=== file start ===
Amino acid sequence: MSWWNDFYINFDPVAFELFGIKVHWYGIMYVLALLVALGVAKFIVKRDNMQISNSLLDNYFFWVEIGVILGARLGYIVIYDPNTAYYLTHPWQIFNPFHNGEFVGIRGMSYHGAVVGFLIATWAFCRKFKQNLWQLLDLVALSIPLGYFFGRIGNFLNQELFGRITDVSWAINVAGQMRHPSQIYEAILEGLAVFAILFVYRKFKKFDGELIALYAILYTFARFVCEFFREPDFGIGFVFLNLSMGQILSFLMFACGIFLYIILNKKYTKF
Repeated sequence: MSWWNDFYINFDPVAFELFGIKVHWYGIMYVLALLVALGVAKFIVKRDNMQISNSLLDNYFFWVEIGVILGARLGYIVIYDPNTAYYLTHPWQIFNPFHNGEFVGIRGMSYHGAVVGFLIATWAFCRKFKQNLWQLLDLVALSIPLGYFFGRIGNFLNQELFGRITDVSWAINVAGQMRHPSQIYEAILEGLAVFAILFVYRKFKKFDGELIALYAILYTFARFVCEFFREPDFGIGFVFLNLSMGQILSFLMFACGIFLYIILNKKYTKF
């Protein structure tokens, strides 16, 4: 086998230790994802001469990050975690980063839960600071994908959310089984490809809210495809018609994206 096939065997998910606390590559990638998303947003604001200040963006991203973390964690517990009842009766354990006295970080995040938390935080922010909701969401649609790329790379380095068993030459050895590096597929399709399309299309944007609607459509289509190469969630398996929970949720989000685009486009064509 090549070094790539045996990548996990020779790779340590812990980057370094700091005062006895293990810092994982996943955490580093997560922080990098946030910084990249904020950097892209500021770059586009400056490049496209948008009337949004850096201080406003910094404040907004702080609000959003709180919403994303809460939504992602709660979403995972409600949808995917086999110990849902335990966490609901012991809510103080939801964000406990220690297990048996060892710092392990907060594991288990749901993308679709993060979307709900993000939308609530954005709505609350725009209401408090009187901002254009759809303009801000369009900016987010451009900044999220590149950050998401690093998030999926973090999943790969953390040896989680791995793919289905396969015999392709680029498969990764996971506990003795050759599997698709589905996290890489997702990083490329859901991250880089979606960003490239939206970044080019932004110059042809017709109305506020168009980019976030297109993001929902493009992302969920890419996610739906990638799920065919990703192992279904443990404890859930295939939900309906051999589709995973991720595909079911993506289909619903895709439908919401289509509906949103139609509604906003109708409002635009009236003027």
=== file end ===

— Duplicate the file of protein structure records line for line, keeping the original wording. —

Amino acid sequence: MSWWNDFYINFDPVAFELFGIKVHWYGIMYVLALLVALGVAKFIVKRDNMQISNSLLDNYFFWVEIGVILGARLGYIVIYDPNTAYYLTHPWQIFNPFHNGEFVGIRGMSYHGAVVGFLIATWAFCRKFKQNLWQLLDLVALSIPLGYFFGRIGNFLNQELFGRITDVSWAINVAGQMRHPSQIYEAILEGLAVFAILFVYRKFKKFDGELIALYAILYTFARFVCEFFREPDFGIGFVFLNLSMGQILSFLMFACGIFLYIILNKKYTKF
Repeated sequence: MSWWNDFYINFDPVAFELFGIKVHWYGIMYVLALLVALGVAKFIVKRDNMQISNSLLDNYFFWVEIGVILGARLGYIVIYDPNTAYYLTHPWQIFNPFHNGEFVGIRGMSYHGAVVGFLIATWAFCRKFKQNLWQLLDLVALSIPLGYFFGRIGNFLNQELFGRITDVSWAINVAGQMRHPSQIYEAILEGLAVFAILFVYRKFKKFDGELIALYAILYTFARFVCEFFREPDFGIGFVFLNLSMGQILSFLMFACGIFLYIILNKKYTKF
């Protein structure tokens, strides 16, 4: 086998230790994802001469990050975690980063839960600071994908959310089984490809809210495809018609994206 096939065997998910606390590559990638998303947003604001200040963006991203973390964690517990009842009766354990006295970080995040938390935080922010909701969401649609790329790379380095068993030459050895590096597929399709399309299309944007609607459509289509190469969630398996929970949720989000685009486009064509 090549070094790539045996990548996990020779790779340590812990980057370094700091005062006895293990810092994982996943955490580093997560922080990098946030910084990249904020950097892209500021770059586009400056490049496209948008009337949004850096201080406003910094404040907004702080609000959003709180919403994303809460939504992602709660979403995972409600949808995917086999110990849902335990966490609901012991809510103080939801964000406990220690297990048996060892710092392990907060594991288990749901993308679709993060979307709900993000939308609530954005709505609350725009209401408090009187901002254009759809303009801000369009900016987010451009900044999220590149950050998401690093998030999926973090999943790969953390040896989680791995793919289905396969015999392709680029498969990764996971506990003795050759599997698709589905996290890489997702990083490329859901991250880089979606960003490239939206970044080019932004110059042809017709109305506020168009980019976030297109993001929902493009992302969920890419996610739906990638799920065919990703192992279904443990404890859930295939939900309906051999589709995973991720595909079911993506289909619903895709439908919401289509509906949103139609509604906003109708409002635009009236003027």